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Year : 2021  |  Volume : 11  |  Issue : 4  |  Page : 280-281  

Practical manual of pharmacology for medical students: Book review

Department of Pharmacology, Adesh Institute of Medical Sciences and Research, Bathinda, Punjab, India

Date of Submission23-Sep-2021
Date of Decision27-Sep-2021
Date of Acceptance01-Oct-2021
Date of Web Publication17-Nov-2021

Correspondence Address:
Rajiv Mahajan
Department of Pharmacology, Adesh Institute of Medical Sciences and Research, Bathinda, Punjab
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Source of Support: None, Conflict of Interest: None

DOI: 10.4103/ijabmr.ijabmr_628_21

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How to cite this article:
Mahajan R. Practical manual of pharmacology for medical students: Book review. Int J App Basic Med Res 2021;11:280-1

How to cite this URL:
Mahajan R. Practical manual of pharmacology for medical students: Book review. Int J App Basic Med Res [serial online] 2021 [cited 2021 Nov 28];11:280-1. Available from: https://www.ijabmr.org/text.asp?2021/11/4/280/330577

Author: Dinesh Badyal

Publishers: Jaypee Brothers Medical Publishers, New Delhi

Published: 2021 (3rd ed)

ISBN: 978-93-90595-02-0

Price: INR 795

Pages: 308

With the introduction of competency-based medical education (CBME) curriculum for undergraduate medical training in India from 2019 onward, paradigm changes in overall MBBS curriculum, teaching–learning strategies, and assessment approaches have been witnessed. The changes are noticed in theory, practical, and clinical curriculum alike. The same are reflected in the curriculum of experimental pharmacology also. The age-old traditional curriculum involving pharmacy preparations and animal experiments has been revamped to include more of clinical and applied pharmacology.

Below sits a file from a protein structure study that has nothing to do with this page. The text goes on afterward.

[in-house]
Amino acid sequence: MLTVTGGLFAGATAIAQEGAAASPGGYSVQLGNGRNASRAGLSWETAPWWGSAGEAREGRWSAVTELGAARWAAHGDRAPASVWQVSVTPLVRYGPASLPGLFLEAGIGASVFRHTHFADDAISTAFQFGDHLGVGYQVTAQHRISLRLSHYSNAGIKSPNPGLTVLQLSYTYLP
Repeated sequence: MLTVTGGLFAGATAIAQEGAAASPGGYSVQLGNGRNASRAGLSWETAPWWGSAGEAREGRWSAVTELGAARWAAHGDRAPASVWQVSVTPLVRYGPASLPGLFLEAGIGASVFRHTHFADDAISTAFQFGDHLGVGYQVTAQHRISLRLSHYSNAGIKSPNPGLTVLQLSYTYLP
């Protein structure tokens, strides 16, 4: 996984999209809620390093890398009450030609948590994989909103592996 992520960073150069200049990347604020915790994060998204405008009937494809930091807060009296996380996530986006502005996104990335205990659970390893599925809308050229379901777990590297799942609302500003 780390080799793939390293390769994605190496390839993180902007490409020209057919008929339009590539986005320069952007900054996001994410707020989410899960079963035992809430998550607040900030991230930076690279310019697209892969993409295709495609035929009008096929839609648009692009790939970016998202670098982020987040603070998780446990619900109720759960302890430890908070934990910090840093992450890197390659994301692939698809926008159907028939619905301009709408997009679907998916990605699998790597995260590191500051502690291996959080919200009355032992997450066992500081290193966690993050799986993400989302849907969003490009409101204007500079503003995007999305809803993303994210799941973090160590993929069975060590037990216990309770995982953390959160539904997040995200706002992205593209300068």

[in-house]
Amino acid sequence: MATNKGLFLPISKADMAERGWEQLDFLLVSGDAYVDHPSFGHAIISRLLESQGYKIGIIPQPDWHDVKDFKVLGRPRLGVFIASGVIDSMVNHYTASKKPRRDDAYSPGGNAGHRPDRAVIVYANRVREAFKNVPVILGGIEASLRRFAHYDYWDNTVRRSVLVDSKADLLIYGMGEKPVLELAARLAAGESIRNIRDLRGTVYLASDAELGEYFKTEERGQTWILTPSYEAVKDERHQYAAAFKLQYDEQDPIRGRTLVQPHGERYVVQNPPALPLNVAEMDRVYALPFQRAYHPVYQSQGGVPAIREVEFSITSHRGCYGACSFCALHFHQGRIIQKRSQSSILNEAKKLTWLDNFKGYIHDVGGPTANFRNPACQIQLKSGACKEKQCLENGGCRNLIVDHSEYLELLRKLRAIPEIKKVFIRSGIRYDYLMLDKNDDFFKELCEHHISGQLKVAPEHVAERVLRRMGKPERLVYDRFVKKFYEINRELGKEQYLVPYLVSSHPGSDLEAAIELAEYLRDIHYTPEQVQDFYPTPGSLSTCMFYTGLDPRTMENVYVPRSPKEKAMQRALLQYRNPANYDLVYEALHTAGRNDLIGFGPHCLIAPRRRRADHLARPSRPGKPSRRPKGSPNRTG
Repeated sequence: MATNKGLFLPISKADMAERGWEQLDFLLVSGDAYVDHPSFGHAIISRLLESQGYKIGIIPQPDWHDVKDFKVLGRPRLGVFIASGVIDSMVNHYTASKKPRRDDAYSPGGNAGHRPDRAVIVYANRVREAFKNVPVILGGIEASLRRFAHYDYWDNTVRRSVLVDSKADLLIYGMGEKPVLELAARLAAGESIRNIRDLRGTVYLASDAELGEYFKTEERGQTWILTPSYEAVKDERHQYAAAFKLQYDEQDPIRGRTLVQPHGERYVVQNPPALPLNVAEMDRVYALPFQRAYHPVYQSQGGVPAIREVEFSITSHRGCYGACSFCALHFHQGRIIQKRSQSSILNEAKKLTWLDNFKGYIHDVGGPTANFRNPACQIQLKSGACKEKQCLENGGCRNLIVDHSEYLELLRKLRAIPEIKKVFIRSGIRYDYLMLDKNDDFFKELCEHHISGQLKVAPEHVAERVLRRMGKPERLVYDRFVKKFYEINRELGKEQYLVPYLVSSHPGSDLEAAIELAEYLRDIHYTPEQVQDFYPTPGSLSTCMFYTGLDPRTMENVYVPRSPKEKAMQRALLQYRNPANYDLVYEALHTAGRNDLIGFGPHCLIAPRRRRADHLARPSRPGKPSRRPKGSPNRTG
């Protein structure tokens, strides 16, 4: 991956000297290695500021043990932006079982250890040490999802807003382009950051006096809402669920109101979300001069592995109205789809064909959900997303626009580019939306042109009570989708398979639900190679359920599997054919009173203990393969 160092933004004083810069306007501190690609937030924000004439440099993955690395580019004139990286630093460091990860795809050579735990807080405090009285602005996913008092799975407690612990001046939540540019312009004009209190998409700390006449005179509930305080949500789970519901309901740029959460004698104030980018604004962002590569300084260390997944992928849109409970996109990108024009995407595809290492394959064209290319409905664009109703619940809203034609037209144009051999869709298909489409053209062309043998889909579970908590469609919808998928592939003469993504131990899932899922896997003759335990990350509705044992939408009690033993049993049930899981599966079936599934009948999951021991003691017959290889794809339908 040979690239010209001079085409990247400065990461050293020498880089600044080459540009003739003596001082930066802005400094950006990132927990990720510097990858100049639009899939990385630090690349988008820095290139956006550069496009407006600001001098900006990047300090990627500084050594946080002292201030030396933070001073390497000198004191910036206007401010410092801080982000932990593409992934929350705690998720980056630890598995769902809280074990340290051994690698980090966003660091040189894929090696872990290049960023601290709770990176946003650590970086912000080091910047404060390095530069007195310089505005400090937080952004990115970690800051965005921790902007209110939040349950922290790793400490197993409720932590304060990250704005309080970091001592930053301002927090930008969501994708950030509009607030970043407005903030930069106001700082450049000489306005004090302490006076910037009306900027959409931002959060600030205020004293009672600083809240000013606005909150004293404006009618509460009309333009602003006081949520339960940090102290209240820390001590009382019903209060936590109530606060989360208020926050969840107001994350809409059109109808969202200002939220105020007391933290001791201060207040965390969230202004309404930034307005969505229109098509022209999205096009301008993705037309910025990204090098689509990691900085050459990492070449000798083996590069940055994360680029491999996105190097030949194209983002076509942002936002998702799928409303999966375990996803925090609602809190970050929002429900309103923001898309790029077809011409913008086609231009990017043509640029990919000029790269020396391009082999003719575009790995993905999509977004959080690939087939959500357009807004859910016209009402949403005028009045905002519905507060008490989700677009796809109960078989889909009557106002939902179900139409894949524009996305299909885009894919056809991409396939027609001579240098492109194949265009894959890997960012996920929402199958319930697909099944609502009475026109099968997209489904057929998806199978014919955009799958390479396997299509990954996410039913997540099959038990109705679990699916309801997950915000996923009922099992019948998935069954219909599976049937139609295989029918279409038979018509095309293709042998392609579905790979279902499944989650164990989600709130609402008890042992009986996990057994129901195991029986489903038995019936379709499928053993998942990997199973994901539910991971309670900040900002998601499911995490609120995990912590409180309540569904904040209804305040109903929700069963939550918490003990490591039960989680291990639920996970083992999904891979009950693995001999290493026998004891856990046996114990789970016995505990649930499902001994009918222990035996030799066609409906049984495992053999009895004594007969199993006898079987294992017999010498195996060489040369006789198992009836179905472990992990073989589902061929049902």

This revised, amended, and refurbished curriculum mandates delivery through innovative and interactive experimental and small-group teaching approaches. As the curriculum is new for most of the teachers, so are the approaches to be adopted to deliver such a curriculum in experimental pharmacology. A pharmacology manual, based upon new CBME curriculum, was the need of the hour, and the release of 3rd edition of “Practical Manual of Pharmacology for Medical Students” by Dr. Dinesh Badyal is well timed.

The book has been published by Jaypee Brothers Medical Publishers, and considering the vastness of the topics covered, the book is reasonably priced. The book is divided into five sections with 37 chapters, covering areas such as clinical pharmacy, ethics, communication skills, computer-assisted learning, and clinical pharmacology.

To begin with, the book details the certifiable competencies in pharmacology. A logbook template has been added and details of all pharmacology competencies (including knowledge based) of the curriculum which are covered in the book have been indicated. Throughout the book, ample space has been provided for attempting exercises by the students and those exercises are well written. The certificates and details given at the beginning of the book coupled with ample self-practice opportunities justify the use of book as a combination of logbook, manual, and notebook.

Dr. Badyal himself is an authority in medical education too, and he has used the abilities perfectly by introducing a complete new section in the 3rd edition – “Teaching–Learning and Assessment.” In this section, many innovative and newer teaching–learning and assessment strategies such as small-group discussion, self-directed learning, demonstrate-observe-assist-perform, objective structured practical examination, reflections, debates, and seminars have been discussed comprehensively. I am sure faculty will immensely welcome this “add-on” package and the same will help them to adjust to the newer techniques.